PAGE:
Tottenham 1-2 Liverpool

TOT 11 shots (3 on target, 3 blocked) and 60% possession; LIV 17 shots (10 on target, 2 blocked) and 40% possession

Despite Liverpool’s clear defensive improvement this year, memories of the 4-1 hammering by Tottenham last October were still raw when the Reds travelled to Wembley on 15 September. That day, a flying start from Spurs left Klopp’s team with a steep mountain to climb. This time it was the visitors who were much quicker out of the blocks, finding the net in the opening 40 seconds only for Mane to creep into an offside position.

Liverpool dominating games is nothing new, although not many would have expected them to be so much on top away to Tottenham, who were very poor on the day despite having far more of the ball. Indeed, the home side could have counted themselves grateful to be on level terms by the 38th minute, at which stage Georginio Wijnaldum’s header crossed the goal-line despite Michel Vorm’s best efforts at clawing it out. Such was Liverpool’s superiority that even a 1-0 interval lead felt disappointing.

The Reds had an early second half let-off when the in-form Lucas Moura wriggled clear of the defence and struck the post, before a combination of Spurs’ errors and Firmino’s opportunism saw the Brazilian striker double Liverpool’s lead on 54 minutes. There were further chances to put the game to bed soon afterwards, but the likes of Salah, Mane and Keita were all culpable of either slack finishing or flawed decision-making. Nonetheless, Tottenham didn’t look like getting back into the game, but a late goal from Erik Lamela ensured a nervy finish for the Reds. Indeed, Mane could easily have given away a last-gasp penalty when he caught Son Heung-min’s ankle, but it was overlooked and Liverpool held on.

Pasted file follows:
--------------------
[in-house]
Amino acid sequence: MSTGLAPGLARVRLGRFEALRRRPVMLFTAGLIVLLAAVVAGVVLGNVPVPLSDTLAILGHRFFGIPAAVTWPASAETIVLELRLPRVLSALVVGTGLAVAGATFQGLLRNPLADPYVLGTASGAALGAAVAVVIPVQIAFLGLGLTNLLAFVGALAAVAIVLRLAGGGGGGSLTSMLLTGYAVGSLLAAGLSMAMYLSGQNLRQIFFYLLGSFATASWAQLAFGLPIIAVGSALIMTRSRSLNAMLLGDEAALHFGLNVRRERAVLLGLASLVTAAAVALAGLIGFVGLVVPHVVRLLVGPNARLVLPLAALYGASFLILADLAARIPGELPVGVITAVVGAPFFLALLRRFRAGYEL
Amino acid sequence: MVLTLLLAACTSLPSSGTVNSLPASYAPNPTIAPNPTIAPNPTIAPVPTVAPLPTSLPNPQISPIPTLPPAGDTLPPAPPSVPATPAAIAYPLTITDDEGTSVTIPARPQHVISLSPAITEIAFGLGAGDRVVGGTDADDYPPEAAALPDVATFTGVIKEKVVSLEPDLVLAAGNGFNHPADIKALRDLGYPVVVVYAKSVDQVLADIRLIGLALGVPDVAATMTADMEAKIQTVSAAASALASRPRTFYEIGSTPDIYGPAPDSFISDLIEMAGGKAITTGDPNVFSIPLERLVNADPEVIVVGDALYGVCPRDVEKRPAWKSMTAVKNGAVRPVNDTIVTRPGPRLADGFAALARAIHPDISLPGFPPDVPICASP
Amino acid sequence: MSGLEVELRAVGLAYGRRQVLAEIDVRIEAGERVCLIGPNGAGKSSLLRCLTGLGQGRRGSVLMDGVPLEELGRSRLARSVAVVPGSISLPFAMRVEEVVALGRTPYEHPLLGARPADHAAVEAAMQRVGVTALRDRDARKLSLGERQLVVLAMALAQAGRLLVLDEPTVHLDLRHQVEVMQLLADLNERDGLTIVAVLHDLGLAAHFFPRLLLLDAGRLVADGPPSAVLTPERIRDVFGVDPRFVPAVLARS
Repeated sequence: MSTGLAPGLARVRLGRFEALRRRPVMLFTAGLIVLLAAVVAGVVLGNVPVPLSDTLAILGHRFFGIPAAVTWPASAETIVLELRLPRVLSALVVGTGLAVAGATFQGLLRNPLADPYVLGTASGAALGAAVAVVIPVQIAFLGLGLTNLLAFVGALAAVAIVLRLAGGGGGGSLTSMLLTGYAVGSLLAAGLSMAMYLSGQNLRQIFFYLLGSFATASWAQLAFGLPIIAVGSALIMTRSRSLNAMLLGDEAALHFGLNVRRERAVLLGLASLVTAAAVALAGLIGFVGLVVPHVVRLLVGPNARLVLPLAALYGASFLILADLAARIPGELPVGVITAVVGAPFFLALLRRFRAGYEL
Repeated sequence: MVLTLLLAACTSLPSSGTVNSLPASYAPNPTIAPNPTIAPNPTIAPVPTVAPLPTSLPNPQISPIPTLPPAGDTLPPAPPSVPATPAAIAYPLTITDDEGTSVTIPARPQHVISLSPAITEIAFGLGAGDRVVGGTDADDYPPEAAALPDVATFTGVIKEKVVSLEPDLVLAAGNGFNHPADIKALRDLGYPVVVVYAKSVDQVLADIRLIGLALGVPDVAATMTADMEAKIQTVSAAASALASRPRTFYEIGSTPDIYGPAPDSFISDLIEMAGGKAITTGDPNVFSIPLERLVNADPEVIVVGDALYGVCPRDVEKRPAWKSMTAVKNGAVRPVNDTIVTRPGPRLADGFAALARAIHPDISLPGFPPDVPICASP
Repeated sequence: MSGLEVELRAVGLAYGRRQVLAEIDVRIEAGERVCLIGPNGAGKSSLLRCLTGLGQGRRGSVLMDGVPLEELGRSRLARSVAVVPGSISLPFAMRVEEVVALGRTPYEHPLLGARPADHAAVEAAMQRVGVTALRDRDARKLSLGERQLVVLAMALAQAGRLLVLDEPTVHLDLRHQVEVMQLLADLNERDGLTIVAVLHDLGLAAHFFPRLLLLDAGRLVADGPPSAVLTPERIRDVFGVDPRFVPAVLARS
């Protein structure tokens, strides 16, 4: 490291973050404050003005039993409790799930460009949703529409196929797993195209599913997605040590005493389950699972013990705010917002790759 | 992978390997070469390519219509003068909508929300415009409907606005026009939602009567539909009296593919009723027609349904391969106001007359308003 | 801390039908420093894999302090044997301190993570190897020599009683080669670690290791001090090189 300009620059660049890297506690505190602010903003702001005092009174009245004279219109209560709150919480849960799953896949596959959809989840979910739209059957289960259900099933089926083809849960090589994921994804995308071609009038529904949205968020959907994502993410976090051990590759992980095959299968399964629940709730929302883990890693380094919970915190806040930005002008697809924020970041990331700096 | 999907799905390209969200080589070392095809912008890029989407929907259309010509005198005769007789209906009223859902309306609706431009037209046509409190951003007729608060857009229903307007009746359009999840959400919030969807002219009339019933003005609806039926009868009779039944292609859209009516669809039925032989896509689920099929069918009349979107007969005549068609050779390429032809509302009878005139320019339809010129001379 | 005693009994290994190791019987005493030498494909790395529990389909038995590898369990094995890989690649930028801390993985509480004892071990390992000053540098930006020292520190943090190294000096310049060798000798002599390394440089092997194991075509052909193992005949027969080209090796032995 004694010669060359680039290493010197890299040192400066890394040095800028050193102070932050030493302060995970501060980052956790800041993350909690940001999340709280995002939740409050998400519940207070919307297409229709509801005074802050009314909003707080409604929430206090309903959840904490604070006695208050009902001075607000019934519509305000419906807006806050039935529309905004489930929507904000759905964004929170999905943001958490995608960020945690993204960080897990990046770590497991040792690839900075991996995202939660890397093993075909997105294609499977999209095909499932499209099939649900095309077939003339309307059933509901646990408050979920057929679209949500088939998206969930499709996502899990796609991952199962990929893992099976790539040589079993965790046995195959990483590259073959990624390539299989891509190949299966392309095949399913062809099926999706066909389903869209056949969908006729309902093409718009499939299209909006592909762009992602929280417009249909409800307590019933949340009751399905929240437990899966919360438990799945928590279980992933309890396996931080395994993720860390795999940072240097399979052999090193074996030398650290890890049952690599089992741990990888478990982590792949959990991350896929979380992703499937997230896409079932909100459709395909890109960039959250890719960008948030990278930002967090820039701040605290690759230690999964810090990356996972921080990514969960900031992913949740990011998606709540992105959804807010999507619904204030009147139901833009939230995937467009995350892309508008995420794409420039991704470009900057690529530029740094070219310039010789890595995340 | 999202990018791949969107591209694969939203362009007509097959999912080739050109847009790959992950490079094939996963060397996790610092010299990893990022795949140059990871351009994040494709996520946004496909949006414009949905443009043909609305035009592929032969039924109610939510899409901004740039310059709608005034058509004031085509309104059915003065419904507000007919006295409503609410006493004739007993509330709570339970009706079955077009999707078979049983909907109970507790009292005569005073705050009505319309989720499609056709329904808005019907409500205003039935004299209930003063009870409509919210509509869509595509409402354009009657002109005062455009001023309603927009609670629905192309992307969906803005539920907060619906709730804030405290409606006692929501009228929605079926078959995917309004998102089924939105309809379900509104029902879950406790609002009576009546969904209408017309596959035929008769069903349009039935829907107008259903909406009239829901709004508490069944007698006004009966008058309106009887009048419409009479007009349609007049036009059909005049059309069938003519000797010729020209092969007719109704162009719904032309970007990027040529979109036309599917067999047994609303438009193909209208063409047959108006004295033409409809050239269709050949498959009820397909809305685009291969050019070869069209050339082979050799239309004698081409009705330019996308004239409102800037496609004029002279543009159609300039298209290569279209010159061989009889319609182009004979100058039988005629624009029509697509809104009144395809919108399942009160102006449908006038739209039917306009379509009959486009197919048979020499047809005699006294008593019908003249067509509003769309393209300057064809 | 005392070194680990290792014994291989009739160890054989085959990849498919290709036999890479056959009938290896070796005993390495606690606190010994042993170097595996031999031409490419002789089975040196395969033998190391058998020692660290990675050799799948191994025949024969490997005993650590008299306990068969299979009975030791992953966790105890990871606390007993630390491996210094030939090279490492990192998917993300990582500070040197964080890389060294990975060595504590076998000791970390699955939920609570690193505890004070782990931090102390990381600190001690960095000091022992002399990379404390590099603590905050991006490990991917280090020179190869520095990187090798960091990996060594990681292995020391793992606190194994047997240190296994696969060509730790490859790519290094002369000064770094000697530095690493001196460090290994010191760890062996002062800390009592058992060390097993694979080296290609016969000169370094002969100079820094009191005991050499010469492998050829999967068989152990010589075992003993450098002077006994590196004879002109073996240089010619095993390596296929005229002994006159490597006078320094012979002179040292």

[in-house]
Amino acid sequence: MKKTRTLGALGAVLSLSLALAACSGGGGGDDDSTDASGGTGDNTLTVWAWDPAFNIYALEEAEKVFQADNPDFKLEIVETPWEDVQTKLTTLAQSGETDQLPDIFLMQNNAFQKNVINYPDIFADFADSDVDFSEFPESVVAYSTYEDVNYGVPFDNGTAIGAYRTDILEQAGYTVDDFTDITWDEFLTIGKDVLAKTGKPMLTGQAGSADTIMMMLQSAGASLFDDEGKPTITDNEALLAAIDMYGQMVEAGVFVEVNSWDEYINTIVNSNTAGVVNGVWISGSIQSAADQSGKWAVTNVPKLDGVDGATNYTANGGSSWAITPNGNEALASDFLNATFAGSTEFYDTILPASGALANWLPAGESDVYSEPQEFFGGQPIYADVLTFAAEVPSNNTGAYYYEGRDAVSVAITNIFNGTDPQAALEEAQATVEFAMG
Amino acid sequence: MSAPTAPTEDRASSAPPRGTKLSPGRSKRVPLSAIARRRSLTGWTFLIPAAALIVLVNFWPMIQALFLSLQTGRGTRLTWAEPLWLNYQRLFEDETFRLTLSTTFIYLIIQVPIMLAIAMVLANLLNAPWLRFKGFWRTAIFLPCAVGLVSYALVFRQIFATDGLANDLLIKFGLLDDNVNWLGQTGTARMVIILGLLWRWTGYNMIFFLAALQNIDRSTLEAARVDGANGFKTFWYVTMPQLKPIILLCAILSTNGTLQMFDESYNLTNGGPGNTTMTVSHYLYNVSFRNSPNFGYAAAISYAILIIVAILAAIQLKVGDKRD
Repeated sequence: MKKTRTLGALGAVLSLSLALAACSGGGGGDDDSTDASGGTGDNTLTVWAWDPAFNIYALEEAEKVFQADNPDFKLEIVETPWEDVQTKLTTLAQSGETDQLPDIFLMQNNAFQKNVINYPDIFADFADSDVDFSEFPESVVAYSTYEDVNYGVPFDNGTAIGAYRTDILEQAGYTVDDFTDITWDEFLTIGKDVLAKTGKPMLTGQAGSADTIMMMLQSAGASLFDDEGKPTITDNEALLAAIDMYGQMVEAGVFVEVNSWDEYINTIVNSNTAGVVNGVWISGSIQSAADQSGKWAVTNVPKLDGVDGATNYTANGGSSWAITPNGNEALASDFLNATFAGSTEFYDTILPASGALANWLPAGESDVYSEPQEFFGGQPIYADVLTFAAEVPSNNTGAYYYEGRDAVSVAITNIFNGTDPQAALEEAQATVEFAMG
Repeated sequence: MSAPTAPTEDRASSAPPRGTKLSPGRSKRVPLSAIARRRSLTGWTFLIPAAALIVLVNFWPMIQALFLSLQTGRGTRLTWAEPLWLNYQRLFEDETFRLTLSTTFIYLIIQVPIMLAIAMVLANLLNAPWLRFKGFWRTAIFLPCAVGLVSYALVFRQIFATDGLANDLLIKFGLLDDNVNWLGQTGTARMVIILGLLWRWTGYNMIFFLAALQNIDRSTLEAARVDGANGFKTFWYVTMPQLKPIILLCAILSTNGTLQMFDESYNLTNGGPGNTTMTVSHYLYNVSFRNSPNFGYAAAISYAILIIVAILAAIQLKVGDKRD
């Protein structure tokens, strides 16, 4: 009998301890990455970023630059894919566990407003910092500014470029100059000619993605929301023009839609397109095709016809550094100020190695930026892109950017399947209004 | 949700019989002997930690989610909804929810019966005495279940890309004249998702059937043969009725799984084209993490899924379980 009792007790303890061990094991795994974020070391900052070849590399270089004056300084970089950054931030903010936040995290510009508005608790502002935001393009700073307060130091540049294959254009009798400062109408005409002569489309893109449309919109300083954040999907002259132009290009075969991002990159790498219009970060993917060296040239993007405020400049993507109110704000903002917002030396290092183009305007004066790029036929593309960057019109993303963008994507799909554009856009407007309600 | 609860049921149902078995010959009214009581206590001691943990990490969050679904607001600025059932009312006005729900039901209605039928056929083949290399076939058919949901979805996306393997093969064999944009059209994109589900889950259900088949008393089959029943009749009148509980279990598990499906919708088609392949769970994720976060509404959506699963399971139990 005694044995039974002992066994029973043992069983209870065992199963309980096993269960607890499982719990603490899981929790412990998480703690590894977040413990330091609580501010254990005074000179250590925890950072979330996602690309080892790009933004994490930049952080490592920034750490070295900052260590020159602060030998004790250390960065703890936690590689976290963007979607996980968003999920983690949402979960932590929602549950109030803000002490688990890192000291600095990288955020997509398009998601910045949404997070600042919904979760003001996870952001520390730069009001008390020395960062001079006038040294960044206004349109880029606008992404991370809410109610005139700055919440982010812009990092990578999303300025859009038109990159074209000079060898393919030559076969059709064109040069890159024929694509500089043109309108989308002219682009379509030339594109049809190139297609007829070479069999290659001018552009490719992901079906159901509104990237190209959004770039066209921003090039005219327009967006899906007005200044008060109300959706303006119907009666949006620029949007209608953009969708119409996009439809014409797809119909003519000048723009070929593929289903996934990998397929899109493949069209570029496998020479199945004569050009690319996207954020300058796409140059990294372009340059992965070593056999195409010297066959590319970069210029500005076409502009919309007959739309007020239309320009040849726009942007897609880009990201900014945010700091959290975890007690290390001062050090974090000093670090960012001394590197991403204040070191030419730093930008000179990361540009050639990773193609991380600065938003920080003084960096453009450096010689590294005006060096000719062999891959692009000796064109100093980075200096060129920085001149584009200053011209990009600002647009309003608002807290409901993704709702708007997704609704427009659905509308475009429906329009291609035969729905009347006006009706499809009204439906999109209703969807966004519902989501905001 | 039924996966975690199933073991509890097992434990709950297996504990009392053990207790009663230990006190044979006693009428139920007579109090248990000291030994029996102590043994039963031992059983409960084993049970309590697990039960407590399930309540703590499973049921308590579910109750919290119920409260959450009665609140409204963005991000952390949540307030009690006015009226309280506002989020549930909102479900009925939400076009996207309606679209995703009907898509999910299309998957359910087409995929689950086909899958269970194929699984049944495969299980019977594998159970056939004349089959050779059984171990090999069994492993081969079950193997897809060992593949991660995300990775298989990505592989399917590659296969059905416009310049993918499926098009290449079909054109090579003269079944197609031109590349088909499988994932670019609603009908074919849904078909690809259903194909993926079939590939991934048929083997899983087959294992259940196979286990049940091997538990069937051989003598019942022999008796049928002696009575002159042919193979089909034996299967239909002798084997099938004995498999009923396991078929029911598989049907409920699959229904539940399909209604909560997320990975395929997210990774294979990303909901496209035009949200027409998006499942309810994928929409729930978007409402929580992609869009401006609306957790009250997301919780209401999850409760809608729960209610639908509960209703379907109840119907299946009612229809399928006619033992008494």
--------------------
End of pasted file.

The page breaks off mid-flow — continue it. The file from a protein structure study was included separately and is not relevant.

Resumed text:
It would have been robbery had Spurs been awarded a penalty for that incident and scored it, but Liverpool would only have had themselves to blame for not putting the result beyond doubt much earlier. Gary Neville was not exaggerating in co-commentary when he said that the Reds could have netted five or six. Had all their front three been on form and teamed up better, they may well have administered a repeat of the five-goal thrashing handed out to Spurs at White Hart Lane in December 2013.

Liverpool 3-2 PSG

LIV 17 shots (7 on target, 5 blocked) and 52% possession; PSG 9 shots (5 on target, 2 blocked) and 48% possession

A typically boisterous European night at Anfield saw Liverpool deservedly begin their Champions League group stage campaign with a win, although that was only because of Firmino’s stoppage time strike. The match was billed beforehand as a battle of the teams’ respective attacking trios, but Firmino was the only member of that celebrated sextet who scored and even that was off the bench, with Sturridge opening the scoring for the Reds with a header from Andrew Robertson’s inch-perfect cross.

A sweetly-struck Milner penalty put Liverpool into a deserved 2-0 lead, but an opportunistic goal from Thomas Meunier shortly before half-time meant that, as against Spurs, the Reds would have been deflated at the interval despite being in front. Klopp’s men picked themselves up again after half-time, though, and Salah thought he had restored the two-goal lead, only for referee Cuneyt Cakir to chalk off the goal because of a foul on PSG goalkeeper Alphonse Areola.

Sturridge then missed a header you’d have expected him to score and Salah’s touch was off, which meant that Liverpool did not make their superiority count on the scoreboard. When a slack pass from the Egyptian led to a breakaway Kylian Mbappe equaliser, it looked as if PSG would somehow escape with a draw. Indeed, the French champions were emboldened from being left back into the game and pressed for a winning goal they would absolutely have not deserved. A decisive goal did arrive and it was Firmino who got it, finishing with aplomb to send Anfield into raptures and leave PSG boss Thomas Tuchel bizarrely claiming that the result was an unfair one – Liverpool had almost twice as many attempts as the visitors.